The collection comprises of material relating to the United States Zoological Expedition, 1897-1899 (led by Stone) to the Canadian Arctic and Alaska
Andrew Stone collection
- For more information, email the repository
- Advice on accessing these materials
- Cite this description
- This material is held at
- ReferenceGB 15 Andrew Stone
- Dates of Creation1897-1899
- Name of Creator
- Language of MaterialEnglish.
- Physical DescriptionExpedition material (5 volumes, 346 leaves)
Scope and Content
Administrative / Biographical History
Andrew Jackson Stone was born circa 1859. He was appointed leader of the United States Zoological Expedition, 1897-1899, organized by the American Museum of Natural History to collect mammal and bird specimens in north-western North America. He began his work in British Columbia in 1897, travelling north the following year. In spring 1898, he travelled down Liard River to Fort Simpson, visiting the Nahanni Mountains on the way, before descending Mackenzie River to Fort Norman, from where he visited the Rocky Mountains with Indians to collect specimens of mountain sheep. Continuing north to Peel River, he visited Fort McPherson, from where, in October, he again visited the Rocky Mountains. In November, he travelled to the Mackenzie delta and along the coast to Herschel Island, later returning to Fort McPherson in December. From March to May 1899, he travelled east along the Arctic coast from the Mackenzie delta to Cape Lyon. In July, he set off down Porcupine River into Alaska, later following the Yukon River down to the sea, and ended his work at St Michael. Stone obtained data on the range and ecology of wood bison, musk-oxen, caribou, and bighorn sheep, and collected many specimens. He also corrected the maps of the coast between the Mackenzie and Cape Lyon, and made anthropological observations.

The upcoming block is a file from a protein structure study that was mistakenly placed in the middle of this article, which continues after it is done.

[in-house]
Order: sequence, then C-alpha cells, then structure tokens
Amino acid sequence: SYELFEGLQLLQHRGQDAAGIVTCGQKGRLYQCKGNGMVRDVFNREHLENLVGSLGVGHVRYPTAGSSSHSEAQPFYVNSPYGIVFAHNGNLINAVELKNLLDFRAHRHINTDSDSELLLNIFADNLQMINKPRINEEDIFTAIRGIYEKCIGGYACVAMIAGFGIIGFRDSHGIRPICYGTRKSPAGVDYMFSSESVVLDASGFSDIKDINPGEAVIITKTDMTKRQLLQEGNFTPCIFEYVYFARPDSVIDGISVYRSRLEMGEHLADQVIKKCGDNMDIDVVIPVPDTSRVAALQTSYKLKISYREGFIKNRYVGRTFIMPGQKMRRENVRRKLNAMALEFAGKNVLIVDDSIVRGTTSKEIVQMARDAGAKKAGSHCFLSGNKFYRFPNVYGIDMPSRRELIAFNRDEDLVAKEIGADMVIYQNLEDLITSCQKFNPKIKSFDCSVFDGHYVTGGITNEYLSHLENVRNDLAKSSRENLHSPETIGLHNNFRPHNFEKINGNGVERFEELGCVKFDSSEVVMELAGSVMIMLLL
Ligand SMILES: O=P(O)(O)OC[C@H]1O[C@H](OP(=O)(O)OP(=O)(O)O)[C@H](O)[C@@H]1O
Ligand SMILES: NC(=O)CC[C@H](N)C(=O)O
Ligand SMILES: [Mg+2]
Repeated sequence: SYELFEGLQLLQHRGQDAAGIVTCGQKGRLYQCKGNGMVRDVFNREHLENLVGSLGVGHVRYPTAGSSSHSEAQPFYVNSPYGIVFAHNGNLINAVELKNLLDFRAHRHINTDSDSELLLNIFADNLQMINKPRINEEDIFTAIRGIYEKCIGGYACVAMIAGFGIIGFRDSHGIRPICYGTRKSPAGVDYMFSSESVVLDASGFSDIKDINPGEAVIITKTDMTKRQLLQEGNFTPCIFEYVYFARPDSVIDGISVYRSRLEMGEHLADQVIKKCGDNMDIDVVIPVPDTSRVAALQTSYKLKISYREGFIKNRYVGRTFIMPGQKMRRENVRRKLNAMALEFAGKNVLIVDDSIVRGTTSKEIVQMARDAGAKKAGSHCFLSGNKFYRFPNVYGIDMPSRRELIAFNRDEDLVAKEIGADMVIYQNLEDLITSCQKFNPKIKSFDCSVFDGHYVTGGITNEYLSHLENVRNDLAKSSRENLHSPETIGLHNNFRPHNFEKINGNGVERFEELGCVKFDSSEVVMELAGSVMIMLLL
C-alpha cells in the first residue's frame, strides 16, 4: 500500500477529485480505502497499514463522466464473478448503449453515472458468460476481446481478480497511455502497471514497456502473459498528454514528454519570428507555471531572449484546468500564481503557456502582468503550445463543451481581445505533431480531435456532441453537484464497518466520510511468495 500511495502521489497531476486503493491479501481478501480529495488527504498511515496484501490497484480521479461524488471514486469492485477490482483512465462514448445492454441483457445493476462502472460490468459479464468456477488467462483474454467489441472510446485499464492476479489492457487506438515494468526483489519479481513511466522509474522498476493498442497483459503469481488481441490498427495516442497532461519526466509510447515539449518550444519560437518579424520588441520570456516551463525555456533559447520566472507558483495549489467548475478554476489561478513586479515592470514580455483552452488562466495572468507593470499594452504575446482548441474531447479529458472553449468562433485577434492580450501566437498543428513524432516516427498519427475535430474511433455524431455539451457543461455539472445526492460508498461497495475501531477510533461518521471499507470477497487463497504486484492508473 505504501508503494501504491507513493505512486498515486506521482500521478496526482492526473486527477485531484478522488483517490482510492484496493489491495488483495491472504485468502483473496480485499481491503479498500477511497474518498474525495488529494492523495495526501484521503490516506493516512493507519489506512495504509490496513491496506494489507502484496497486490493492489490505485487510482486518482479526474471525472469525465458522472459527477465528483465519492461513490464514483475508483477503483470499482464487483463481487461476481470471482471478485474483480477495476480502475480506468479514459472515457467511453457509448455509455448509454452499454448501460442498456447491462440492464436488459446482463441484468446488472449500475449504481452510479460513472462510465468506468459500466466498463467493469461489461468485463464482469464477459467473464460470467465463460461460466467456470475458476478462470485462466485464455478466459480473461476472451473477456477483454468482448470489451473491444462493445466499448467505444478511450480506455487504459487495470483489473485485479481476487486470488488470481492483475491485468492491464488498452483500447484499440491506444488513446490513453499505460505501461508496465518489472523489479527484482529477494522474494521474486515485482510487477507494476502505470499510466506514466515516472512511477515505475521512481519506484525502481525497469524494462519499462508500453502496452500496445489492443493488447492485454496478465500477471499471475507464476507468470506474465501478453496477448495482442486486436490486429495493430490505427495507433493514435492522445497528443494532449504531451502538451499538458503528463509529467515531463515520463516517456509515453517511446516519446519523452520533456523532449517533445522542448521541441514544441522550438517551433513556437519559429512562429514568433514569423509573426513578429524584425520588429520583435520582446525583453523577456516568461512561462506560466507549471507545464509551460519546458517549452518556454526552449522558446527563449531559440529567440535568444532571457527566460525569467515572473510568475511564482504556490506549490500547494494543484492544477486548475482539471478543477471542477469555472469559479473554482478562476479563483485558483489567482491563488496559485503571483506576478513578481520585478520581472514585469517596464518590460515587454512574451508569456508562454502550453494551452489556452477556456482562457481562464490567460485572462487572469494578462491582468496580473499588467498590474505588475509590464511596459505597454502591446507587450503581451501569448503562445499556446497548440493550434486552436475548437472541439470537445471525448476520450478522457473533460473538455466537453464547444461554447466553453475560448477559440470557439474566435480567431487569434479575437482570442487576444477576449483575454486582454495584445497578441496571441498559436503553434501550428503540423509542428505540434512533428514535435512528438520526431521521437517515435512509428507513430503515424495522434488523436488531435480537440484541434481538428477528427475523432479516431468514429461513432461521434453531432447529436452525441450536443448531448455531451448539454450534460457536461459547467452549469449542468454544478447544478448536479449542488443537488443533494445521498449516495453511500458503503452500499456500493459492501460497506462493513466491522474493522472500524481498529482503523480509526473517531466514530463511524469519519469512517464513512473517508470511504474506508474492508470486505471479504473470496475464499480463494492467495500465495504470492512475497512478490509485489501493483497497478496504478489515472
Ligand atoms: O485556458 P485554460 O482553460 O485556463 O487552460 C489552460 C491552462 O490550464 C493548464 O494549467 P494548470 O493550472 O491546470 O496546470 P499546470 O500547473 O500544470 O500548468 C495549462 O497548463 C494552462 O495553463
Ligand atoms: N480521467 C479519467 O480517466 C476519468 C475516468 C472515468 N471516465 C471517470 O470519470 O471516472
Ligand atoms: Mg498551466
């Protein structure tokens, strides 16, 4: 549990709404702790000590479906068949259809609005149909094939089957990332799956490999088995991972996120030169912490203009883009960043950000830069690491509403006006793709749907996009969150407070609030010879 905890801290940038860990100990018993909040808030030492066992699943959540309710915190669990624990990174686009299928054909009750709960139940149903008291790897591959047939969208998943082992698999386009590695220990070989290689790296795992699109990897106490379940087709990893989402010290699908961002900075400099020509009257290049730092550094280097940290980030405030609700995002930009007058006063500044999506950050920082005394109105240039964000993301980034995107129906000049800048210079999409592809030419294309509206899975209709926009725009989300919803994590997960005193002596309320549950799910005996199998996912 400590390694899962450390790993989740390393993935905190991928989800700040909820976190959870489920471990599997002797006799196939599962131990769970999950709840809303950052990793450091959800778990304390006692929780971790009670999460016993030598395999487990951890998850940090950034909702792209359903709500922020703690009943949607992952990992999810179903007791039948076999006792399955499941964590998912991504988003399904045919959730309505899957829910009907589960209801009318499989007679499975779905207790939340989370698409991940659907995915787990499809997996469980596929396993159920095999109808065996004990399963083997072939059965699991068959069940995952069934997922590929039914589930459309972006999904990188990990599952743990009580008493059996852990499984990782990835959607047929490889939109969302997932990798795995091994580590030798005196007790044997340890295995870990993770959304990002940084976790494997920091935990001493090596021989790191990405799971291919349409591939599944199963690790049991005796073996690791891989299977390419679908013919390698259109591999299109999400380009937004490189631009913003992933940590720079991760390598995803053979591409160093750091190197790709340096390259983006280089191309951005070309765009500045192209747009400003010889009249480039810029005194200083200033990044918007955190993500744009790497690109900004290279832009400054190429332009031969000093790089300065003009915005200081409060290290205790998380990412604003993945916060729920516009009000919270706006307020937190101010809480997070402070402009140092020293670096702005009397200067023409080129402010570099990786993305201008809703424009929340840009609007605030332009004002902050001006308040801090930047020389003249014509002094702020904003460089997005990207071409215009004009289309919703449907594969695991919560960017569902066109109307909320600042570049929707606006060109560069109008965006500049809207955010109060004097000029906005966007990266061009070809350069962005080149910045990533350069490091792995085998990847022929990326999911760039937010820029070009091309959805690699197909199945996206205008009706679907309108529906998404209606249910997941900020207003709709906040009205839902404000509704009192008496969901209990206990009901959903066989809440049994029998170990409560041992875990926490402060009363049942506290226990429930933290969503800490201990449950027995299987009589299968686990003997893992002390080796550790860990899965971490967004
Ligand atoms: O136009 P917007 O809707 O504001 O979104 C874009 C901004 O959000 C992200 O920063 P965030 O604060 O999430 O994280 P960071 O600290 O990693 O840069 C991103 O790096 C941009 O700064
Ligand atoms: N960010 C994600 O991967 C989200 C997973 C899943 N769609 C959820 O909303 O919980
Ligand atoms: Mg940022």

The collection is arranged chronologically
Some materials deposited at the Institute are NOT owned by the Institute. In such cases the archivist will advise about any requirements imposed by the owner. These may include seeking permission to read, extended closure, or other specific conditions.
Anyone wishing to consult material should ensure they note the entire MS reference and the name of the originator.
The term holograph is used when the item is wholly in the handwriting of the author. The term autograph is used when the author has signed the item.
Descriptions compiled by N. Boneham, Assistant Archivist with assistance from R. Stancombe and reference to Arctic, exploration and development c500 BC to 1915, an encyclopaedia by Clive Holland, Garland Publishing, London (1994) and Exploring Polar Frontiers, a historical encyclopaedia by William Mills, San Diego and Oxford, 2003
Other Finding Aids
Clive Holland Manuscripts in the Scott Polar Research Institute, Cambridge, England - a catalogue, Garland Publishing New York and London (1982) ISBN 0824093941.
Additional finding aids are available at the Institute.
Conditions Governing Use
Copying material by photography, electrostat, or scanning device by readers is prohibited. The Institute may be able to provide copies of some documents on request for lodgement in publicly available repositories. This is subject to conservation requirements, copyright law, and payment of fees.
Copyright restrictions apply to most material. The copyright may lie outside the Institute and, if so, it is necessary for the reader to seek appropriate permission to consult, copy, or publish any such material. (The Institute does not seek this permission on behalf of readers). Written permission to publish material subject to the Institute's copyright must be obtained from the Director. Details of conditions and fees may be had from the Archivist.
Further accessions possible